J-Rho's '67 Camaro Z28 STX build Jason Rhoades builds a 1967 Camaro Z28 clone for SCCA STX autocross

29Dec/100

Staying sharp in the off-season – sim racing

The "sunshine tax" we Southern Californians pay affords us year-round opportunities for autocross and track days.  Still, since I won't have a car for a while, and there's some free time while the car is out, decided to do a little more sim racing this winter.

There are several sims out there, the two I'm most familiar with are the SimBin GTR series of games (GTR2, GTR Evolution, Race07), and iracing.com.

The SimBin games are fun and a tremendous value - for $20-30, you've got unlimited access to 100+ awesome cars and dozens of neat tracks.  Within a few minutes of installing, I was driving a Team Oreca Viper around the Nurburgring.  Their Porsche 935 is by far the most fun sim car I've driven.  You can download even more cars and tracks from sites like nogripracing.com.   They also have a "Hot Laps"  section, where people can post up their fastest laps, so you can see essentially the world record laps to compare to.

iracing.com is a little more hardcore.  When you sign up you only get access to a small handful of cars, on an even smaller handful of tracks.   The only real car you get when you start is a crappy Pontiac Solstice.  You've got to keep paying a monthly fee, and you have to pay more every time you want to try a new car or a new track.  Still, the simulation aspect of iracing is even better than the GTR games, which makes the subscription-based iracing a worthwhile endeavor for a few months in the off season.  From within the iracing website, you can look up the world record laptimes for a given car on a given track, to compare to.  No excuses here - with an average PC and wheel/pedal combo, you should be able to run with the very fastest guys in the world, once you've had some practice.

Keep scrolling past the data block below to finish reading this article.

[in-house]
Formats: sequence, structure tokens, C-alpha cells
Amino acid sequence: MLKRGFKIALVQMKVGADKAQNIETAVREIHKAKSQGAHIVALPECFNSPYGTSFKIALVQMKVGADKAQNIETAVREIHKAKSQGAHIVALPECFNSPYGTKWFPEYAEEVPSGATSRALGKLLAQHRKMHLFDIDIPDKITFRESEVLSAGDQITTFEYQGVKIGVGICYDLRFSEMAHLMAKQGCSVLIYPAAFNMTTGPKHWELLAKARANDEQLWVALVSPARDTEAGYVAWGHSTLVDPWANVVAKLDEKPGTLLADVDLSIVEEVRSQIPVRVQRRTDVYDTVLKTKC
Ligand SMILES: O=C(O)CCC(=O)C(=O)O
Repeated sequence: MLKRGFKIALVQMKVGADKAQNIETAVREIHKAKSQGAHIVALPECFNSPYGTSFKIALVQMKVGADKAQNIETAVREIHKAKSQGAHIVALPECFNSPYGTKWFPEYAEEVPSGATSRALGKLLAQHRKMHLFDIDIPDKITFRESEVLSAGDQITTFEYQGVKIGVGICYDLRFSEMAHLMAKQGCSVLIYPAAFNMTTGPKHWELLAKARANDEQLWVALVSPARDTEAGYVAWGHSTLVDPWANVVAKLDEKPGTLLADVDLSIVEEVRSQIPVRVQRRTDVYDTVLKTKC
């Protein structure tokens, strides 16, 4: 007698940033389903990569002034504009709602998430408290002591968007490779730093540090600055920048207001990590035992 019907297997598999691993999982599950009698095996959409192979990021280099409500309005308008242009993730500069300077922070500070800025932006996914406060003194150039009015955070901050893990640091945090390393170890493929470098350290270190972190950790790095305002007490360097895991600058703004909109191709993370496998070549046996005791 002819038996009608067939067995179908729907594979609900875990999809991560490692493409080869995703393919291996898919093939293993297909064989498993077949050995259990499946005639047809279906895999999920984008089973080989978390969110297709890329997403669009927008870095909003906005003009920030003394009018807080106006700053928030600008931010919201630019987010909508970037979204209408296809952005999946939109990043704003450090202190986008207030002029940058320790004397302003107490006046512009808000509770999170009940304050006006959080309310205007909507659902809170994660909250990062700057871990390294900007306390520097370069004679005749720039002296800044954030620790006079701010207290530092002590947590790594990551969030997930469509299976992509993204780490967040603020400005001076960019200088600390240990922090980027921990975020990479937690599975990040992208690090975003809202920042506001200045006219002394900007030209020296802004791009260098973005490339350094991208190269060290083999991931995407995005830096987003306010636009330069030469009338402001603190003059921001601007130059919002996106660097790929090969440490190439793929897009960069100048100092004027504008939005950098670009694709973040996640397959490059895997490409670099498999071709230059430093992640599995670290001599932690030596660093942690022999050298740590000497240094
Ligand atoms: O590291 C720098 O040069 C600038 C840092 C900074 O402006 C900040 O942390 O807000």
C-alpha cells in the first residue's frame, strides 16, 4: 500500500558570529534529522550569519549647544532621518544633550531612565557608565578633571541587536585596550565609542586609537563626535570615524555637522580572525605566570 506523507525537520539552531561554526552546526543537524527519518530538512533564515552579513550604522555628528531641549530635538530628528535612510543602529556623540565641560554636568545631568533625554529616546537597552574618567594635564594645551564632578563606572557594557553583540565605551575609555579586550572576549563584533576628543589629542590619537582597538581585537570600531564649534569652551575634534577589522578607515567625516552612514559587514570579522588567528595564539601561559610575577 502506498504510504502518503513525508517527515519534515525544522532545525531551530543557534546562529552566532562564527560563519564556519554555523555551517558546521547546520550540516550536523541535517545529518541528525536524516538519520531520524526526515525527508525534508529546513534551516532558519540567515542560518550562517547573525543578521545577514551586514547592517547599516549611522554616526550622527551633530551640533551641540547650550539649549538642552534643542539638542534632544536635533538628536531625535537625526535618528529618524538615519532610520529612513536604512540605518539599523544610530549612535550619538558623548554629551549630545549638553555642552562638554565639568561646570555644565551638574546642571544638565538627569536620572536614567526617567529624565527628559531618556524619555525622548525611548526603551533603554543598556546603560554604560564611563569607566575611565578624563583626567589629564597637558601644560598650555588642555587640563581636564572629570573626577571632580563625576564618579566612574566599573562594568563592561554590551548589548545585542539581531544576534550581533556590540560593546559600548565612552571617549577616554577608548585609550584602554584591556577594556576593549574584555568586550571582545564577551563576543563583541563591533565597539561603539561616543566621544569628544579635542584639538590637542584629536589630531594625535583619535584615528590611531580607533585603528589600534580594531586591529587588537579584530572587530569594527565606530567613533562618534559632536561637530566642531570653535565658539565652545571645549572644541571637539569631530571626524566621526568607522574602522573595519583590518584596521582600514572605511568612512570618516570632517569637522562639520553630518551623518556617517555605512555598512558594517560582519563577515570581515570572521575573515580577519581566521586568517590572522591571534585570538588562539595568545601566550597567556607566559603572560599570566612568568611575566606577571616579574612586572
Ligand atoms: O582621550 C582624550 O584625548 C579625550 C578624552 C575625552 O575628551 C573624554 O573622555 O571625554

The sims always feel a bit cartoony and obviously the sensations are missing, but anecdotally it seems helpful.  It helps you remember how to stay focused, how to stay smooth on your inputs, and if you race against other people, it even feels like a bit of exciting pressure at times.  Some of my best driving in 2010 was the year's first event - the San Diego Tour, when I hadn't driven the Viper for 5 months, but had played a bunch of iracing after Santa brought a Logitech G27 wheel for Christmas.

Also, I look at a guy like Bryan Heitkotter.  Bryan was already a really good autocrosser, then he got into iracing and rose to be one of the gods amongst its ranks.  Meanwhile out in the real world, the guy is now just plain unstoppable, winning every race he enters, in a tough class against some really great drivers.

This isn't an advertisement for any sim racer (though if you sign up for iracing, I wouldn't mind if you told them I referred you 😉 ), just an observation that these programs have come far enough along now, to be valid training tools for use in the off season.

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